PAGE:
Lionel Shriver at the Chipping Norton Literary Festival

Published by Emma Lee-Potter in on Monday 22nd April 2013

IMG_1885What a weekend. The Chipping Norton Literary Festival is fast turning into my favourite event of the year. ChipLitFest has only been running for two years but with a star-studded line-up, venues scattered across a pretty Oxfordshire town and a friendly, relaxed atmosphere, it’s fast giving longer established festivals a run for their money. I’m not in the least surprised that a staggering 3,000 tickets were sold this year.

I was hard-pressed to choose which events to go to but they all turned out to be corkers. Perhaps the most memorable of all, though, turned out to be Lionel Shriver’s packed event at Chipping Norton’s theatre.

I’ve always been torn about Shriver’s best-known and Orange Prize winning novel, We Need to Talk About Kevin. Later made into a film starring Tilda Swinton, it’s the disturbing story of Eva, a mother who finds herself unable to love her son – with chilling consequences.

But even so, I’m intrigued by Shriver – and especially by the way she refuses to be influenced by literary trends. In a world dominated by branding, marketing and publicity, I admire the way she writes what she wants to write – however controversial her subjects.

Her new book, Big Brother, tackles obesity and our obsession with our weight and size.

When Pandora goes to meet her brother Edison at her local airport in Iowa she doesn’t recognise him. Quite literally doesn’t recognise him. It’s been four years since she last set eyes on him and in that time Edison has changed from an athletic-looking New York jazz pianist into a vast bear of a man. He has gained hundreds of pounds, is wheeled into the airport by two flight attendants and is treated like a pariah by his fellow passengers.

That’s just the start of Pandora’s problems. Back home, as her brother’s slovenly habits, terrible diet and tedious monologues drive the household mad, Pandora’s fitness-freak husband gives her an ultimatum. It’s either him or her brother.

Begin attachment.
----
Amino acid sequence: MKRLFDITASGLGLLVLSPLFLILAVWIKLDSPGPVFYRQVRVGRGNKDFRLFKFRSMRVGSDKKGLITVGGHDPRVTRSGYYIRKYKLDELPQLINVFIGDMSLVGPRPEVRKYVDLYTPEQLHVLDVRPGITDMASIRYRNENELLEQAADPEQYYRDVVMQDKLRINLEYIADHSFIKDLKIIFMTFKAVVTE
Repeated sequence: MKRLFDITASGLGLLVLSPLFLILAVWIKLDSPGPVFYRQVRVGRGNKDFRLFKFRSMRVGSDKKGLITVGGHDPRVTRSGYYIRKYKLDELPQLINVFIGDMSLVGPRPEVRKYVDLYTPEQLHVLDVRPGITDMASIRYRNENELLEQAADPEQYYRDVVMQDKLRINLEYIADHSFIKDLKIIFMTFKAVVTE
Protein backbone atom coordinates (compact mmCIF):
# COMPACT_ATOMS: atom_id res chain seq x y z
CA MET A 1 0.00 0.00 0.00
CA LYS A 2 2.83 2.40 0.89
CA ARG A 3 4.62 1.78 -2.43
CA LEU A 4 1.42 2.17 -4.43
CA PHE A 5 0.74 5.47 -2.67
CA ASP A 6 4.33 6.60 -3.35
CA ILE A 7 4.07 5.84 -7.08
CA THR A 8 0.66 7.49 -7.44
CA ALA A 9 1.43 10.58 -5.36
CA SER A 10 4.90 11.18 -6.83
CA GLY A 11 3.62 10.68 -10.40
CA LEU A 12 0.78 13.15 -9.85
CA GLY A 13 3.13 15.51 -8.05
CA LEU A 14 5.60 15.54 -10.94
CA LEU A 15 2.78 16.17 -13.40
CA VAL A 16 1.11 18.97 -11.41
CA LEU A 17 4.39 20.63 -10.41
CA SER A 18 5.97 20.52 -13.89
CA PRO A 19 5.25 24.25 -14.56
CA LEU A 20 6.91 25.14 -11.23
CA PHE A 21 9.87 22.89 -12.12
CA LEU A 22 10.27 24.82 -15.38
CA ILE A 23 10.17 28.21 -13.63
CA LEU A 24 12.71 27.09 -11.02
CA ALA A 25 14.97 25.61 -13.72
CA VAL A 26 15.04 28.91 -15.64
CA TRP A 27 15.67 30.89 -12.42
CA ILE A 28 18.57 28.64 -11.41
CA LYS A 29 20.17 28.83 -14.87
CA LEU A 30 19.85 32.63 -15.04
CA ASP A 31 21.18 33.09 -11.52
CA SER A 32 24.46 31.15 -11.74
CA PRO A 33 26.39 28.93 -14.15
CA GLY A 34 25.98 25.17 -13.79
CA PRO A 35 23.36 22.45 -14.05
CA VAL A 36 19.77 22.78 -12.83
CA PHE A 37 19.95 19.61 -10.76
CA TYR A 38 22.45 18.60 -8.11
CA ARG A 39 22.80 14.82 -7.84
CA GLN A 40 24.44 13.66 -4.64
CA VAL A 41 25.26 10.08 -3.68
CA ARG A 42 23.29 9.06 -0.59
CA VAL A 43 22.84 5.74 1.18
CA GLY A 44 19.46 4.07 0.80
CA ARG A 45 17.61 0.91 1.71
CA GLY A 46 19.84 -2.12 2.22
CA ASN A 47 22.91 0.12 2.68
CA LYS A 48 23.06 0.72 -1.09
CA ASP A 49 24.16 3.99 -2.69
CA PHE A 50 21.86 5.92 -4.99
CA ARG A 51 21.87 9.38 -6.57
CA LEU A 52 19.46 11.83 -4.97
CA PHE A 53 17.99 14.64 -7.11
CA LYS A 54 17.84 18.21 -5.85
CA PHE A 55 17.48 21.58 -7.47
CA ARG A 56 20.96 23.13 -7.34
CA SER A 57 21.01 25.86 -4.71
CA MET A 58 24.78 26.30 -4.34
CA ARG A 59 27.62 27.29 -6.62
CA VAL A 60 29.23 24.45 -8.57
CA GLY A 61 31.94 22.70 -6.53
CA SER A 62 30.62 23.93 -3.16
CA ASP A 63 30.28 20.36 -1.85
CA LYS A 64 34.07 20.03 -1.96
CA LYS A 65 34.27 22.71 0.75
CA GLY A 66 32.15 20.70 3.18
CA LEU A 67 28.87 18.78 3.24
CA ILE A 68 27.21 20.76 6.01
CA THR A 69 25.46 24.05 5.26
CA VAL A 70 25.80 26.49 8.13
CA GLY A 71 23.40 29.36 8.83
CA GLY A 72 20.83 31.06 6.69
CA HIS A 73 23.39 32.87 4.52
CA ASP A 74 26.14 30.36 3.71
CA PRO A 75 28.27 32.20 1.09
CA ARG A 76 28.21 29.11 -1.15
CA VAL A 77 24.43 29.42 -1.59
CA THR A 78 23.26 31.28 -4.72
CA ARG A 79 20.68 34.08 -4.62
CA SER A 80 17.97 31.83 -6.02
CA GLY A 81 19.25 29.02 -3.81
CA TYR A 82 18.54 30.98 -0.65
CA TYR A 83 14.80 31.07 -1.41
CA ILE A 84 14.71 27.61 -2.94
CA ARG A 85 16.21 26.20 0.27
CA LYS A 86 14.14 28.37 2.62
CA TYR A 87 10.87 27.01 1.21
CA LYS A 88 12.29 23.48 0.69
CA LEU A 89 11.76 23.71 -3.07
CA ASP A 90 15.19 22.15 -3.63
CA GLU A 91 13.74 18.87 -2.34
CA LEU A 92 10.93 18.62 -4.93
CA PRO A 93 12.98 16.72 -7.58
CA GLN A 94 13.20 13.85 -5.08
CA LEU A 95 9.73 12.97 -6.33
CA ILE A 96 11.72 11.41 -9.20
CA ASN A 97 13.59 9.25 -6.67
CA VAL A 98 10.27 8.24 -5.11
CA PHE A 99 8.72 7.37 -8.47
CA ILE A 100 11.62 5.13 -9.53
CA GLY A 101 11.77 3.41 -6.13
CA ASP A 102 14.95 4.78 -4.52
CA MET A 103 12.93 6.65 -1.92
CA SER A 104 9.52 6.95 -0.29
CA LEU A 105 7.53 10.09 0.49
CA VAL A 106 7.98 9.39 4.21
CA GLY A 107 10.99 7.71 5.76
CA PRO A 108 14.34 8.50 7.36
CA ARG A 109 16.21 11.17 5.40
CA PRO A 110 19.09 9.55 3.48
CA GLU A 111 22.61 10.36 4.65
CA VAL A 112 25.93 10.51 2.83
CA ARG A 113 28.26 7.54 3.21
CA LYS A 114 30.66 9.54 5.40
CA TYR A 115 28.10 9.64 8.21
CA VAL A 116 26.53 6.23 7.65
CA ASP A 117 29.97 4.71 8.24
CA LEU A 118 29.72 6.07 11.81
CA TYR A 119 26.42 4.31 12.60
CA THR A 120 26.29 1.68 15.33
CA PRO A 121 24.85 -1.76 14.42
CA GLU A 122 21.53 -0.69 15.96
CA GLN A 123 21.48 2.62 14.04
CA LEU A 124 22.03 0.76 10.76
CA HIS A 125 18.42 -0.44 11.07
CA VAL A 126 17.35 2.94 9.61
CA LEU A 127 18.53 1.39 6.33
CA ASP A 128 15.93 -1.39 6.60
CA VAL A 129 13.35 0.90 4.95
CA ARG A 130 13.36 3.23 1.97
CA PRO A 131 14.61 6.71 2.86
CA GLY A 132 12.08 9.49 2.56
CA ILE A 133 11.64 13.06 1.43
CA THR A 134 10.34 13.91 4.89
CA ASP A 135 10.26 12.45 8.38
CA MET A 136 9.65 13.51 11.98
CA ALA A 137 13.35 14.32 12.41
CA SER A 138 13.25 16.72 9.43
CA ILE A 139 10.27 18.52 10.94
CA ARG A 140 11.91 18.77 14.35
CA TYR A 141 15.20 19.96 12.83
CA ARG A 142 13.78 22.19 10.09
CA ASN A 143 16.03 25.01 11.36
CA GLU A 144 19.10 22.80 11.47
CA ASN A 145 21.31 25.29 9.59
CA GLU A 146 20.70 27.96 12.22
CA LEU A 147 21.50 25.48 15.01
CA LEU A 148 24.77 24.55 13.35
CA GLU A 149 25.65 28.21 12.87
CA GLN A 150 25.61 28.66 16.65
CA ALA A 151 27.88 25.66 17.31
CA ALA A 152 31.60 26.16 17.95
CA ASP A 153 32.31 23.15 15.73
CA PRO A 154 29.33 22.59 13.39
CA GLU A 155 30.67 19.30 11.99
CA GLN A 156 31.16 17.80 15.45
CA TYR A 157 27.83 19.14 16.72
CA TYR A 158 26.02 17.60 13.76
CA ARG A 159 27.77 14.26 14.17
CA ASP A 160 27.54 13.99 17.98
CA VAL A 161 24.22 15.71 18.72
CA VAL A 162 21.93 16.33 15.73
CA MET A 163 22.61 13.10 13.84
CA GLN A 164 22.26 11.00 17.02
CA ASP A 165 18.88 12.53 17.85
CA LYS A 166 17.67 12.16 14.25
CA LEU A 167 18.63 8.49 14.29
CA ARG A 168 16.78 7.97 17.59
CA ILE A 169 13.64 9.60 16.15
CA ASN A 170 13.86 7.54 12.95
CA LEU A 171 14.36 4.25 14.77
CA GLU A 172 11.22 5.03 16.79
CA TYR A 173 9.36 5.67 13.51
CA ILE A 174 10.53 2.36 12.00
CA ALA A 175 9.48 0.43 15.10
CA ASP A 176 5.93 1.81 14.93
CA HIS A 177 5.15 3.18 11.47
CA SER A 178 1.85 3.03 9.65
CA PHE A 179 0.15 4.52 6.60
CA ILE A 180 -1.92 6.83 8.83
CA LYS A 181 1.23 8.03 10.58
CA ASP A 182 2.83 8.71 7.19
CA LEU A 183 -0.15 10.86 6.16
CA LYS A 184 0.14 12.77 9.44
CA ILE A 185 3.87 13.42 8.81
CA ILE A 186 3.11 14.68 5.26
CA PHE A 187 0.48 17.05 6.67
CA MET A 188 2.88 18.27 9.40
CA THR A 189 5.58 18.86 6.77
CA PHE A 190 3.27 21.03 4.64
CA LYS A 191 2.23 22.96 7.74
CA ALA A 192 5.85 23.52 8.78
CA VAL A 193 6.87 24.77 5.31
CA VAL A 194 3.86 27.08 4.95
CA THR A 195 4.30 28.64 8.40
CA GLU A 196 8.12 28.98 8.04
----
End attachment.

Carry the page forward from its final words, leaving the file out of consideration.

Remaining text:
This is an intelligent, brave, shocking novel and I couldn’t wait to hear Shriver talk about it. As she told the audience on Saturday: “It’s a big social issue and I’m a sucker for those. It’s a point of sensitivity for everybody. We have become chronically neurotic about food and mass.

“It may be – and I haven’t really thought about it before – but part of it must be the proliferation of photographs in our lives. If you think about it, in the olden days you didn’t see pictures of yourself very often. You might see yourself in the mirror sometimes, but for the most part you looked out.”

Two particular moments stood out for me during her talk. The first was her assertion that she’s “a big proponent of ordinary life – I don’t think it is very ordinary.” How true is that?

And the second came when a member of the audience asked what she thought about the interview Lynn Barber did with her in The Sunday Times Magazine the week before. The piece appeared to be obsessed with Shriver’s reluctance to turn on the central heating, her habit of wearing a coat and gloves indoors (sounds utterly normal to me – I do it all the time) and her daily exercise regime.

“This is in the area of ‘don’t get me started,’” said Shriver drily. She added that she found the piece “demeaning” and sexist, and remarked (quite rightly, in my view) that if Barber had been interviewing Philip Roth she wouldn’t have been quizzing him about his exercise regime and central heating.

“It has still got my goat,” she added. “I thought maybe that I should stop giving interviews. It turned out to be a big mistake. She does not understand me and I thought that was her job.”

Big Brother by Lionel Shriver (HarperCollins, £16.99) is published on May 9

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